After playing an interactive quiz game that had Scouts chasing each other, they were able to express their learning creatively. The Scouts decorated cotton bags with their personalised message for why and how they should care for the environment and live a more 'green' lifestyle.
The renewable energy workshop provided an opportunity for Scouts to consider the energy that surrounds them and how technology can be used to harness this in a renewable way. The Scouts took part in a quiz on renewable energy and searched for the answers on posters displayed around the tent. They then had a presentation of renewable energy and why it is important in protecting the environment.
A series of examples of renewable energy technology were set up for the Scouts to interact with. This included two types of solar cooker, one acting like a stove top, which boiled water for hot chocolate and the other like an oven which progressively cooked nachos with cheese or pies. Solar power was used to show how photovoltaic panels can power small devices, like a fan, beeper or light, a solar powered radio, solar camp shower and solar mosquito repeller were all on display, even a lighter using the energy of the sun. A small solar hot water service with digital counter demonstrated the principle of solar hot water. A wind turbine powered a light, fan and beeper and could be directly compared to the capacity of the photovoltaic panel for producing power at different times.
Scouts knowledge of the subject was tested with a team chasing game based on questions about renewable energy. There was opportunity for visitors and Scouts passing by to learn about the renewable energy technology on display.
Taking the message home
Each participant at the GDV workshops made a pledge, one thing they would do following the Jamboree, that will help make this world a little better. The pledges gave an indication of the interest Scouts had taken in the workshops, pledging to do things like prepare an emergency kit for their family, recycle more, find out about renewable energy at home, and plant their trees to offset their flight's carbon emissions.
The feedback received from the Scouts and visitors was very positive and it was clear the Scouts enjoyed the variety of activities that had been prepared during the workshops. In total, approximately 1,300 Scouts participated in the four workshops coordinated by World Scouting, an equivalent of 2,000 hours of environment and sustainability education.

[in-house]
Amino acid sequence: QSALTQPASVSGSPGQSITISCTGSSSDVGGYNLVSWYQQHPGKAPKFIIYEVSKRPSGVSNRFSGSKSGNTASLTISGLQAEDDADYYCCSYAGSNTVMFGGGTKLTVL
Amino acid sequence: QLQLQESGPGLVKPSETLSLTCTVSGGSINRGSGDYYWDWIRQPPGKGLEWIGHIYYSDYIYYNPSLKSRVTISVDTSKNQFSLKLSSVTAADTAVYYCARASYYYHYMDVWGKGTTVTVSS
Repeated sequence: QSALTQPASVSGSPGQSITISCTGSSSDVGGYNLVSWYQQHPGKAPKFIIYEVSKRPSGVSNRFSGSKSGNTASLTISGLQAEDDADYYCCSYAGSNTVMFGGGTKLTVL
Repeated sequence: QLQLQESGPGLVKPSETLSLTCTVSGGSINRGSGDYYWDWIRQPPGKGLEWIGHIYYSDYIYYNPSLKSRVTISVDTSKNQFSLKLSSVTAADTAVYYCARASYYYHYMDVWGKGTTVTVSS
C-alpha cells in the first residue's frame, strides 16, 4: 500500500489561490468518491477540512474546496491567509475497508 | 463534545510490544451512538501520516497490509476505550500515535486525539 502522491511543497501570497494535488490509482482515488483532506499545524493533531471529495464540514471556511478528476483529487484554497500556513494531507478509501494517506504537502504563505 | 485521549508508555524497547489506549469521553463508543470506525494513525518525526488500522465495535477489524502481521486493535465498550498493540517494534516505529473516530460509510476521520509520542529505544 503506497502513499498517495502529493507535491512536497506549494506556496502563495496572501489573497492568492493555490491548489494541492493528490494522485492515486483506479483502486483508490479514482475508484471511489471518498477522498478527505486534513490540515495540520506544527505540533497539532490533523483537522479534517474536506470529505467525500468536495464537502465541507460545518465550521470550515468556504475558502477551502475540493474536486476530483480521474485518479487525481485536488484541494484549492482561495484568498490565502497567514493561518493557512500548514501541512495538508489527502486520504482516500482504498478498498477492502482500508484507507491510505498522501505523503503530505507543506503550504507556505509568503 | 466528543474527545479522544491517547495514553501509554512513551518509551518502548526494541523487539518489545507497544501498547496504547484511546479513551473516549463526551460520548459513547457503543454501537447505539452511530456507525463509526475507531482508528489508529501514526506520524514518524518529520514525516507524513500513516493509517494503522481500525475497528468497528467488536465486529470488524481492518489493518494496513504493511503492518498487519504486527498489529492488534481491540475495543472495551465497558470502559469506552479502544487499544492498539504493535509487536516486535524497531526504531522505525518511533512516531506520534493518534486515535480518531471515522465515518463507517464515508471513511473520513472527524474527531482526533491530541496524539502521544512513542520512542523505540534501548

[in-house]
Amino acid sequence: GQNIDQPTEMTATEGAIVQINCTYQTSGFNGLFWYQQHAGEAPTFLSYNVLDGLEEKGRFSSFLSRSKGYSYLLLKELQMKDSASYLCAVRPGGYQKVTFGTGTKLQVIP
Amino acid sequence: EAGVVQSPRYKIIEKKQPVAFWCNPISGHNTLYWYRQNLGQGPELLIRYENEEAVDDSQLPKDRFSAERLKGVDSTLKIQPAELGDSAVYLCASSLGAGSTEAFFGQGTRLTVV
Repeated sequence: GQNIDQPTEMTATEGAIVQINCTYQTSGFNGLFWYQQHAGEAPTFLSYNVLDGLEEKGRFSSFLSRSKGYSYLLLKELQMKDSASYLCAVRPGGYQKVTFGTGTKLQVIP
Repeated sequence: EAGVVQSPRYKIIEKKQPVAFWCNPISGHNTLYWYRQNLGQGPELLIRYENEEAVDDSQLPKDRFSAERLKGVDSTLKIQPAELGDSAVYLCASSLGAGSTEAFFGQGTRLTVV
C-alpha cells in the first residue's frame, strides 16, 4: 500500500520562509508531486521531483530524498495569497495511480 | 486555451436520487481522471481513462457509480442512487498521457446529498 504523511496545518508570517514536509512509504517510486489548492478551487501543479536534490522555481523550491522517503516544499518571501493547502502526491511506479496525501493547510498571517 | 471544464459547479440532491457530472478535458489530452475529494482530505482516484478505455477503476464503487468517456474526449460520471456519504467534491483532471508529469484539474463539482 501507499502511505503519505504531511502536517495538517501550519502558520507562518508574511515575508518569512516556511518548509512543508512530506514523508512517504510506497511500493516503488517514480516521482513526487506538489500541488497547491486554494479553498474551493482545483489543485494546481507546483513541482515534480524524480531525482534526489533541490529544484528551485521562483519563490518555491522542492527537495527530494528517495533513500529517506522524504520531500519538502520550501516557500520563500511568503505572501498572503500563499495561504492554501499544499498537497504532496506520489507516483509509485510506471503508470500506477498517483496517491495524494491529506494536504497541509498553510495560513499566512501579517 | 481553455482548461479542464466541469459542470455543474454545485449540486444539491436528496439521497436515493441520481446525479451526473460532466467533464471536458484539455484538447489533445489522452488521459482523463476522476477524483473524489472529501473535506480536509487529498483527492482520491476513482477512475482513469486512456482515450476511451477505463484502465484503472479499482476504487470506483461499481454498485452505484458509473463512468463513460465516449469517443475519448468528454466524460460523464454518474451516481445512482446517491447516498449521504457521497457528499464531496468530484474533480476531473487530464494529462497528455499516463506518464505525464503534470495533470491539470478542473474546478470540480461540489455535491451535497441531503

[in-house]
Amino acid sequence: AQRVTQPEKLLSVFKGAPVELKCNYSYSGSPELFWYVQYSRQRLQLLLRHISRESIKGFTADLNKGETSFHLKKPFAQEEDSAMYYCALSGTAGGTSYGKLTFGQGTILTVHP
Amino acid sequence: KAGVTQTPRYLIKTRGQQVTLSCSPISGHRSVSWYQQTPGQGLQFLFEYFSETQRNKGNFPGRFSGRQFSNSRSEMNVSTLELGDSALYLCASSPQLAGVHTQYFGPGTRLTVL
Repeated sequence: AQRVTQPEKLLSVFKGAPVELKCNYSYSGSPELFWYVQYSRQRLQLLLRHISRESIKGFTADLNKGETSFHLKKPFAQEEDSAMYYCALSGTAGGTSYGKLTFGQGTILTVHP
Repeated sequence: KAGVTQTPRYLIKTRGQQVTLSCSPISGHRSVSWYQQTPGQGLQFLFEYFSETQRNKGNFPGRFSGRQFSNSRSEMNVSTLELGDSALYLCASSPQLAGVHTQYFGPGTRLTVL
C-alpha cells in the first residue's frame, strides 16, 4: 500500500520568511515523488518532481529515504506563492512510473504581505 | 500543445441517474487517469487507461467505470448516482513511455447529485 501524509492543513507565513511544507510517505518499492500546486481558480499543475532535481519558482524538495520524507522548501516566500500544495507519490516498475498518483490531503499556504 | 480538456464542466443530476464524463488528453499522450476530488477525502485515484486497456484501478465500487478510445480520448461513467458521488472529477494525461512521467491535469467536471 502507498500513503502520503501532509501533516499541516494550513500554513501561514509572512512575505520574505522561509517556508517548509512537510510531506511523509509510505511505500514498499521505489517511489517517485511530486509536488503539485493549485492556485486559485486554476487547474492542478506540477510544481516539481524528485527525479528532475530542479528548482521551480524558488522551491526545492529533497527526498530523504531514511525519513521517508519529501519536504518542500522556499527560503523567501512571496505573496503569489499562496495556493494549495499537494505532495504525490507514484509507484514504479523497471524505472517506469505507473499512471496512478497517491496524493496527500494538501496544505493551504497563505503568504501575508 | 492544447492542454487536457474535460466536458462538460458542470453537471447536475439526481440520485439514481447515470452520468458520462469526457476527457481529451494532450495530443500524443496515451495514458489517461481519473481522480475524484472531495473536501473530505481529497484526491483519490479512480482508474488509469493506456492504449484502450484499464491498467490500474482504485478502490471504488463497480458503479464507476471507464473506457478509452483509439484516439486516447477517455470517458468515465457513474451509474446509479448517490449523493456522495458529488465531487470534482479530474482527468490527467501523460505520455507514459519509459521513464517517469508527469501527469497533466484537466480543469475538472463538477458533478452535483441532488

The workshops were featured in an edition of the Jamboree Newspaper, 'One Word', along with other environmental activities available for Scouts throughout the Jamboree. The Jamboree Radio Station, 'Promise FM', interviewed the Renewable Energy workshop leaders, providing them with an opportunity to explain about the principles of solar cooking, renewable energy and the overall point of why we should learn more about caring for the environment. The supporters of the workshop were acknowledged and thanked during the radio programme. The hosts were very pleased to be able to try some of the hot pie that had been cooked that day using the solar cooker!
Many thanks to the support of the international team of Scout volunteers who developed and delivered the workshops, in cooperation with our partners.
The Alcoa Foundation and the World Organization of the Scout Movement have a partnership in developing Scouting and environment sustainability programmes for our members. This support greatly assisted in the delivery of the GDV workshops and is part of the overall programme development for environment sustainability at the world level. www.alcoa.com/global/en/community/info_page/Foundation.asp
The United Nations Environment Programme (UNEP), provided support in developing the workshop content and providing resources for the workshops. This included the latest edition of Tunza Magazine for children and youth, featuring an article on Scouting for Trees around the world. www.unep.org
ID Cook were very supportive in providing advice and a wide range of demonstration solar products. This especially included a Sun Cook Solar Oven which demonstrated it's effectiveness by cooking nachos and baking pies. www.idcook.com/
Solar Energy Ltd provided the Prometheus cooker, which shaped like a satellite dish, attracted a lot of attention when boiling water using the sun's energy. www.solarenergyltd.net/